So much for that little excursion: The Wall Street Journal reports that, as expected, the House Science Committee has torpedoed early funding for an admittedly far-fetched plan for a manned mission to an asteroid.
And when they say no, they’re not playing around: “the House panel approved language explicitly prohibiting the agency from proceeding with the proposed asteroid project,” according to the Journal.
Instead the moon remains the pretty girl everyone wants to take to the prom: Read More
NASA and President Obama are asking you, the people, to help them find dangerous asteroids hurtling on a death-path towards Earth. No pressure.
The initiative is the latest in Obama’s new series of 21st Century Grand Challenges, described by the White House as “ambitious but achievable goals that harness science, technology, and innovation to solve Read More
Girls already run the world, so the next logical step is for us to dominate the entire universe. The Daily News reports that on the eve of the 30th anniversary of Sally Ride’s space launch, NASA has chosen eight new astronauts to report for duty at the Johnson Space Center in Houston, and four of them are women. Read More
Every week, weather permitting, a crew of starstruck earthlings sets up camp on that agora of Bloomberg New York, the High Line, parking their telescopes just south of the Chelsea Market. “People like looking up,” said David Kauffman, one of the event’s organizers, sporting a blue windbreaker from a Long Island astronomical society at a recent gathering. “I think that’s a natural human thing.”
Even passersby slowed down to investigate.
The Observer watched three college-age women creep up to the telescopes. “That’s so cool,” one gushed as a stargazer explained that, if it weren’t so cloudy, she’d be able to see Jupiter. One of her companions rattled off “My Very Educated Mother” and tried to puzzle out why she couldn’t see Mars, prompting an explanation of planetary orbits.
“You’re here every Tuesday?” asked the ringleader. “Okay, we’ll be back.” Read More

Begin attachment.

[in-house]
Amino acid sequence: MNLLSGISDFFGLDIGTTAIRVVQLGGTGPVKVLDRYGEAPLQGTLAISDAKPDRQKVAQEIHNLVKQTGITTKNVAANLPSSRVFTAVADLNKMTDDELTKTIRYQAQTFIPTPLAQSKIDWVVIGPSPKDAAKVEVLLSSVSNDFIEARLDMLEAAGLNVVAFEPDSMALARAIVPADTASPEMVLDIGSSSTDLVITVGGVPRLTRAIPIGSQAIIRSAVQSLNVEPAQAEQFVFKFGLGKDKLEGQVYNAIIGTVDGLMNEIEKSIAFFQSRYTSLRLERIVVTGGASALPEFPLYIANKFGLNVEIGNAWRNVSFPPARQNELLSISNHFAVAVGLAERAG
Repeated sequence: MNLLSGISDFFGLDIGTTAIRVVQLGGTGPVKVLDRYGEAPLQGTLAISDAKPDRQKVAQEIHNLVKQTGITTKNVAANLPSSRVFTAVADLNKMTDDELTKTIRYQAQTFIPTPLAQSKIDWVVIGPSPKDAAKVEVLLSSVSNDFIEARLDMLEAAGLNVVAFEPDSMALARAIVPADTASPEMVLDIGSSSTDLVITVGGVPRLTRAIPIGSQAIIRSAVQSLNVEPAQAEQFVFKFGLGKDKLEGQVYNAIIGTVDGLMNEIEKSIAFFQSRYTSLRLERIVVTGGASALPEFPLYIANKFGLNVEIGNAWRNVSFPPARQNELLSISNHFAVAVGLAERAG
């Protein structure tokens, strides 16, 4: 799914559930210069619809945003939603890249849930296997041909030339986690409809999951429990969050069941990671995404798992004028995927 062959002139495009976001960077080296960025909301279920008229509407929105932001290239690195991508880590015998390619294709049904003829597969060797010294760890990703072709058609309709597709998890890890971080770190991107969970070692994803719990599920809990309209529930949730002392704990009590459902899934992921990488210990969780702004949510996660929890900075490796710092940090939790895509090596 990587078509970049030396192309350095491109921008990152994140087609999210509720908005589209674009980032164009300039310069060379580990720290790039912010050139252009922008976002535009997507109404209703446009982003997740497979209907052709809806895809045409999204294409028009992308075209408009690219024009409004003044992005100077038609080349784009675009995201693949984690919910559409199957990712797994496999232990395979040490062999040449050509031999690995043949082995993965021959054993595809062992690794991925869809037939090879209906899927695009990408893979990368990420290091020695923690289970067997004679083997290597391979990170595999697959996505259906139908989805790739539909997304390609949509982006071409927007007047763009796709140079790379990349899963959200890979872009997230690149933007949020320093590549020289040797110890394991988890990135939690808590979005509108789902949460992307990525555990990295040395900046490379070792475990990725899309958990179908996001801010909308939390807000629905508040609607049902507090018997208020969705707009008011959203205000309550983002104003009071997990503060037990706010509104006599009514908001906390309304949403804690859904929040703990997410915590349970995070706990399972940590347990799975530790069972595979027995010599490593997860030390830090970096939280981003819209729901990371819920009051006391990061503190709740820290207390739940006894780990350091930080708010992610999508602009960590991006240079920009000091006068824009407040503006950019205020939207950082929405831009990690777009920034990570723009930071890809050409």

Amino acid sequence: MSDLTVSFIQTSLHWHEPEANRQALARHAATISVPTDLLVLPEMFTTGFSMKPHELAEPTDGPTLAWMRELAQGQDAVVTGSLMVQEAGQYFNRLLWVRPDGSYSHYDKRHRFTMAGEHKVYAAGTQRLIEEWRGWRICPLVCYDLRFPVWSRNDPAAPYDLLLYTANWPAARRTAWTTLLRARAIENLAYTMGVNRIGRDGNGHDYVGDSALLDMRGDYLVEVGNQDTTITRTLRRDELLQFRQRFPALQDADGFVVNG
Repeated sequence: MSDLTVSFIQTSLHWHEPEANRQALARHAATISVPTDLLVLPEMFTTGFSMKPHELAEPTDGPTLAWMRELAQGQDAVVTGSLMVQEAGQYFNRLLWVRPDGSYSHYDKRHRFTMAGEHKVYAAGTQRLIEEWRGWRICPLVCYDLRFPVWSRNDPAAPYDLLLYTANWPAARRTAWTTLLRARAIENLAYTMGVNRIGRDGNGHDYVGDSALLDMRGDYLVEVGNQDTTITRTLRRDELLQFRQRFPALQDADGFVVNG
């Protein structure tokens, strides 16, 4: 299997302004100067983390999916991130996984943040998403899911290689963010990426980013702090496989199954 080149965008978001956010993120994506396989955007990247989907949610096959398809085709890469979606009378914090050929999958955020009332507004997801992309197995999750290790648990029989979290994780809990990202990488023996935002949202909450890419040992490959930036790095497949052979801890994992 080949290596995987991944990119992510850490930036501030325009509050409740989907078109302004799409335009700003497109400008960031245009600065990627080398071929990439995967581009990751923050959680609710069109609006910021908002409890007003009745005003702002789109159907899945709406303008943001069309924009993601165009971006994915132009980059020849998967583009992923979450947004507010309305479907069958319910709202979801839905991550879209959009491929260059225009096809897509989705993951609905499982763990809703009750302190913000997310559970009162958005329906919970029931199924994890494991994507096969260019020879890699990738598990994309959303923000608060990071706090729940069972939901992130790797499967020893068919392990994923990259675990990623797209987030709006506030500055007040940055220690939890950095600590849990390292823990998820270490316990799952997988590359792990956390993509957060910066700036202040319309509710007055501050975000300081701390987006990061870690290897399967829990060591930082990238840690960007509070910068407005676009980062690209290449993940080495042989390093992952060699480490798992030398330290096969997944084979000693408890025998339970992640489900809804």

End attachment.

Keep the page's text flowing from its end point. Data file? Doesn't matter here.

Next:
The Mars Rovers have been roaming around the red planet collecting important scientific data that could help NASA determine whether or not there are ALIENS. But as any high school student will tell you, sometimes science class gets boring after a while, and you just have to do what your (robotic) heart tells you: draw penises all over stuff. Read More
Twitter is reportedly working two-step authentication. Hopefully that means we don’t have to write “Look who got hacked!” stories anymore. [Wired]
Apple’s profits dipped 18 percent but were buoyed by the strong sales of iPads and iPhones. The company said its next big announcement will come sometime this fall. [CNet]
Move over Facebook Home, there’s a WhatsApp phone…sort of. Nokia implemented a “hard button” on its new phone for direct access to the app of the moment. [TechCrunch]
Reddit screwed up last week as it conducted a witch hunt to search for the suspected Boston bombers. However, there is a proper way to crowd-source a manhunt if Reddit looks at a 2000 NASA experiment called Clickworkers. [New Yorker]
The writers of Mad Men are pitching a show about the early days of the U.S. space program as seen through the eyes of journalists. Don Draper would even look hot in an astronaut suit, so we’re on board. [Wired]
Shapeways, a 3D printing marketplace, received a $30M investment from Andreessen Horowitz and Chris Dixon. [Launch.co]
Who Doesn’t Want To Meet A Real-Life Astronaut? We’ve already covered the upcoming 2013 International Space Apps Challenge, the NASA-sponsored space app development challenge, but the event just got even better with the announcement that U.S. astronaut Ron Garan will be in attendance as NASA’s official ambassador. Attendees will have the chance to meet Mr. Garan, who Read More